Old Brook’s stands alone on the moors without a track to it these days – which makes it all the better preserved. The history of this property starts more recently than many others – I don’t know anything about the dwelling prior to 1835 when we know that cattle were kept here in the shippons.
This property had one of the smallest areas of associated land, a mere 8 acres, which equates to around 5 touching football pitches. This can probably be marked out by the rectangle above that spreads out beneath the dwelling, with a diagonal stream running through it.
In 1819 the farm had links, unsurprisingly, with the dominant Pilkington family. Samuel Pilkington, who was born in 1819, was known to be a Stone Quarryman at the age of 32, and was confirmed as resident here at Old Brook’s Farm with his spouse, Charlotte Webster, a Hand Loom Cotton Weaver until around 1861. The pair moved out of here to Abbott‘s, and Old Brook’s was taken over by a Joseph and Mary Pilkington.
Joseph Pilkington threads a fascinating link between Old Brook’s and Stones House. Joseph was born on the 26th January 1822, presumably at Stone’s where we know he worked as an agricultural labourer until 1861 when his mother died and he moved out. He farmed the land here at Old Brook’s, and later combined this role with being a beer-seller and ultimately an innkeeper… I wonder where?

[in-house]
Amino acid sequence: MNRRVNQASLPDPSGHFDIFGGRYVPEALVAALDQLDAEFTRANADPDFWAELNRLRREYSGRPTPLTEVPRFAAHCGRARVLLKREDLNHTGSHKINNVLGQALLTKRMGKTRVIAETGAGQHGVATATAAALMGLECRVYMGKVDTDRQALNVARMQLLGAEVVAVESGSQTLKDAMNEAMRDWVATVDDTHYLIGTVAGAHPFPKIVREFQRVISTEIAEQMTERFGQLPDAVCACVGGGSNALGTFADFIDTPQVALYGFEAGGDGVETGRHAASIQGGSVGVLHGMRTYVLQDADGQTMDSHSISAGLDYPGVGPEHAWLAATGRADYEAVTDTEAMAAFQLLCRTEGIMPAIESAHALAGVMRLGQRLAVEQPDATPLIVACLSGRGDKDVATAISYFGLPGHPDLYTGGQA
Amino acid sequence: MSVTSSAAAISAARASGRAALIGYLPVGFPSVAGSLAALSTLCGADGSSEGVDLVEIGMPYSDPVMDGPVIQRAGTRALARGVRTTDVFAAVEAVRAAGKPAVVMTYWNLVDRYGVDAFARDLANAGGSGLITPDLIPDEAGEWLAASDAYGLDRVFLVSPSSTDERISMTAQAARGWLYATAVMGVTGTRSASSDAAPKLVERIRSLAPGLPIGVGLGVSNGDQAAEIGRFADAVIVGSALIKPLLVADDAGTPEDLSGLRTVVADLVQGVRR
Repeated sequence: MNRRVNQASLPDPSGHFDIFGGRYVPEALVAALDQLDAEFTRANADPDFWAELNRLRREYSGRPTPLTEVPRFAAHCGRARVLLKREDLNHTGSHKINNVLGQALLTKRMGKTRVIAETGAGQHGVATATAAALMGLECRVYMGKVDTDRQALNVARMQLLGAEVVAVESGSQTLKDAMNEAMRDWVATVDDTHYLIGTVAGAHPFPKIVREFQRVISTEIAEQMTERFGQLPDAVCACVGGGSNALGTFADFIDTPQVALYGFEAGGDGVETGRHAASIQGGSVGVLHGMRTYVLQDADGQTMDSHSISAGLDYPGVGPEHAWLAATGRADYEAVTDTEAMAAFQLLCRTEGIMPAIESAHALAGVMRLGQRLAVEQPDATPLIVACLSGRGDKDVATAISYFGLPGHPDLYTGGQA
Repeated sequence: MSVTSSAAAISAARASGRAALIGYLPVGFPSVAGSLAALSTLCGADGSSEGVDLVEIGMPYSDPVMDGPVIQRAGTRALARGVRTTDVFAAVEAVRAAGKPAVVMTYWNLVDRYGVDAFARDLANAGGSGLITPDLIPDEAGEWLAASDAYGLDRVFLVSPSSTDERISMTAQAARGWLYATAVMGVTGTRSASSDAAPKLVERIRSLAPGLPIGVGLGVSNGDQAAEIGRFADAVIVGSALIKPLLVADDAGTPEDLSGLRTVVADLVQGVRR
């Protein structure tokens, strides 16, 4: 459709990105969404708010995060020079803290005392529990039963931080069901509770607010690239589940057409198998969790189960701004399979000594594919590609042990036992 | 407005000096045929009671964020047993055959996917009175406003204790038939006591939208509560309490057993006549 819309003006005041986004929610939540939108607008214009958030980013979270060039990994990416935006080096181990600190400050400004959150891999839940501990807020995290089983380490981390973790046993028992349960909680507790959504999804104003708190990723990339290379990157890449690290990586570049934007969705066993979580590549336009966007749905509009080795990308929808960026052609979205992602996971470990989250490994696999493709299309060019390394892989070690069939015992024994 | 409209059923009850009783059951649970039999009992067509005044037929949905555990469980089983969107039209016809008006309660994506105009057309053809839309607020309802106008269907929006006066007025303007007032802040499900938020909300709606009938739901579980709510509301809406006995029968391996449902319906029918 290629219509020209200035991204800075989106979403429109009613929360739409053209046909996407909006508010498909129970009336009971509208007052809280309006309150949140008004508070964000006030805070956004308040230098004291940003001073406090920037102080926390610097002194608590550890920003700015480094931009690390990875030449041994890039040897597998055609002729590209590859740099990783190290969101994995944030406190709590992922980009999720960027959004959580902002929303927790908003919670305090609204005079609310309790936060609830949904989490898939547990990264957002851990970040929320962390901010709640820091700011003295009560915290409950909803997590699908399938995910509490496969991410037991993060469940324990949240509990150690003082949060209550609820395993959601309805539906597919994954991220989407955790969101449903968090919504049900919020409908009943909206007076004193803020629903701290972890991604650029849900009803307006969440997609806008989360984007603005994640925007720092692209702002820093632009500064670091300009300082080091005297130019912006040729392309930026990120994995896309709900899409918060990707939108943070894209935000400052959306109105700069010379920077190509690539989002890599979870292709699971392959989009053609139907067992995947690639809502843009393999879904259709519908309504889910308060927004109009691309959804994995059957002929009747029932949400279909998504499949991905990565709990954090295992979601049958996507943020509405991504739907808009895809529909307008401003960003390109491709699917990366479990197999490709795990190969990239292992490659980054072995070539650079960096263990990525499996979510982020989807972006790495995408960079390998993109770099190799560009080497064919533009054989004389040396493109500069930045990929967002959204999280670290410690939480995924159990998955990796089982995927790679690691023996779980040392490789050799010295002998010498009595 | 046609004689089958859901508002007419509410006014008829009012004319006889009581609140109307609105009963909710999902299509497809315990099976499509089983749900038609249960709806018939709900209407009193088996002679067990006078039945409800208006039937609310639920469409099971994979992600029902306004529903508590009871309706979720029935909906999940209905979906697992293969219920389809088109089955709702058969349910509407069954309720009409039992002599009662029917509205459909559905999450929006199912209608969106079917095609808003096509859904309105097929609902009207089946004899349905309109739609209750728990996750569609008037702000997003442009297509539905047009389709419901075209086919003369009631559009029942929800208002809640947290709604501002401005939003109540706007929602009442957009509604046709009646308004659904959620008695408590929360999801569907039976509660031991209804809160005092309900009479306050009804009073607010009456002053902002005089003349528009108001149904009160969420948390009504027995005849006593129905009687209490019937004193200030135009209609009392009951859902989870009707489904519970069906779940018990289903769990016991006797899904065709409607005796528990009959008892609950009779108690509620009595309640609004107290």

His wife was born as Mary Kershaw in 1825, and they had a single child, Jane, who was born around 1858.
Joseph died on the 14th November 1913, at 127, Bolton Road, Chorley, and was buried at Rivington Presebyterian Chapel, and I should check whether Mary shares the plot.
(Note – there is a 127, Bolton Road in Chorley itself, and also in Abbey Village, Chorley. I assume the latter, as the former appears too recent a structure).
Joseph’s daugher, Jane, and her partner Daniel Calderbank gave Joseph and Mary four grandchildren – they were Joseph, John, Reginald and Abel.
This wouldn’t normally be newsworthy, but this grandson Joseph has a huge gravestone at the Presebyterian Chapel.
The rent dropped to 66% along with Abbott’s in 1897, and shortly after the turn of the century, it went to rack and ruin courtesy of the Liverpool Corporation taking over the land for water catchment.
I hope a modern day descendant reads this and can tell us more about the property and the family.